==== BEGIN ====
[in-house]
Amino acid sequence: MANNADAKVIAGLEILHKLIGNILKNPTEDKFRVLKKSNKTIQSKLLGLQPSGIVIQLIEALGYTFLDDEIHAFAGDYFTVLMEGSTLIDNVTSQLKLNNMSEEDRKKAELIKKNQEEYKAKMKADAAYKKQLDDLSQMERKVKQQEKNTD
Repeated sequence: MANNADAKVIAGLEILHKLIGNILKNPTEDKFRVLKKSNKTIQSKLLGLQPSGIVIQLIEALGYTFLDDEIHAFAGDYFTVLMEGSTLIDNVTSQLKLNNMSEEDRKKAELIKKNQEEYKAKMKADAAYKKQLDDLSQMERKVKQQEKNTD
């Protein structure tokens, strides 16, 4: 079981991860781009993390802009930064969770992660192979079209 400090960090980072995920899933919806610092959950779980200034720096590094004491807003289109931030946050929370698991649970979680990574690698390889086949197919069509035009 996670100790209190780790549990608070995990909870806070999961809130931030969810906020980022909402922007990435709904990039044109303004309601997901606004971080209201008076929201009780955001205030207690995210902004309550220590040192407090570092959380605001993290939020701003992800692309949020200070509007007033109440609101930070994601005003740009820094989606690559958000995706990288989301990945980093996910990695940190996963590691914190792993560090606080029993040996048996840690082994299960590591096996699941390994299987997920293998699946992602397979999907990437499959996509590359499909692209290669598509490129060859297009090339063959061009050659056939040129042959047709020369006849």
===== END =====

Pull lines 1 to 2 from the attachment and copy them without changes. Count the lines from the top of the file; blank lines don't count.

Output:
[in-house]
Amino acid sequence: MANNADAKVIAGLEILHKLIGNILKNPTEDKFRVLKKSNKTIQSKLLGLQPSGIVIQLIEALGYTFLDDEIHAFAGDYFTVLMEGSTLIDNVTSQLKLNNMSEEDRKKAELIKKNQEEYKAKMKADAAYKKQLDDLSQMERKVKQQEKNTD